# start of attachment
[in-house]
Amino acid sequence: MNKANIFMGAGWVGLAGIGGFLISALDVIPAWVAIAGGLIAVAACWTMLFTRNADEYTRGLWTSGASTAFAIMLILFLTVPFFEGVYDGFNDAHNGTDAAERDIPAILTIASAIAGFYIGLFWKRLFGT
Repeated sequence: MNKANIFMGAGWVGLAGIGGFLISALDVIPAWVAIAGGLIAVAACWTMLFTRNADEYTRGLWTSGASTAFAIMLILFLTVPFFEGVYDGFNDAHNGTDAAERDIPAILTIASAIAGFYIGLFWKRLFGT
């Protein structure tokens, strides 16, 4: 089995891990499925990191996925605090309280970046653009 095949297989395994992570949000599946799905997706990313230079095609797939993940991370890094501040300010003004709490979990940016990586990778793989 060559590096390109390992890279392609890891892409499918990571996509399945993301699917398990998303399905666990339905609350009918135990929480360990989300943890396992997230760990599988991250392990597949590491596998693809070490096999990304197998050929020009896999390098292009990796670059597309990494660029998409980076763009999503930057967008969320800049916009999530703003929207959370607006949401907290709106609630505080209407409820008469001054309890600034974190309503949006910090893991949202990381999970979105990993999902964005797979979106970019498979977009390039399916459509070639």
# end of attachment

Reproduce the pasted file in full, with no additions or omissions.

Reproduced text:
[in-house]
Amino acid sequence: MNKANIFMGAGWVGLAGIGGFLISALDVIPAWVAIAGGLIAVAACWTMLFTRNADEYTRGLWTSGASTAFAIMLILFLTVPFFEGVYDGFNDAHNGTDAAERDIPAILTIASAIAGFYIGLFWKRLFGT
Repeated sequence: MNKANIFMGAGWVGLAGIGGFLISALDVIPAWVAIAGGLIAVAACWTMLFTRNADEYTRGLWTSGASTAFAIMLILFLTVPFFEGVYDGFNDAHNGTDAAERDIPAILTIASAIAGFYIGLFWKRLFGT
């Protein structure tokens, strides 16, 4: 089995891990499925990191996925605090309280970046653009 095949297989395994992570949000599946799905997706990313230079095609797939993940991370890094501040300010003004709490979990940016990586990778793989 060559590096390109390992890279392609890891892409499918990571996509399945993301699917398990998303399905666990339905609350009918135990929480360990989300943890396992997230760990599988991250392990597949590491596998693809070490096999990304197998050929020009896999390098292009990796670059597309990494660029998409980076763009999503930057967008969320800049916009999530703003929207959370607006949401907290709106609630505080209407409820008469001054309890600034974190309503949006910090893991949202990381999970979105990993999902964005797979979106970019498979977009390039399916459509070639």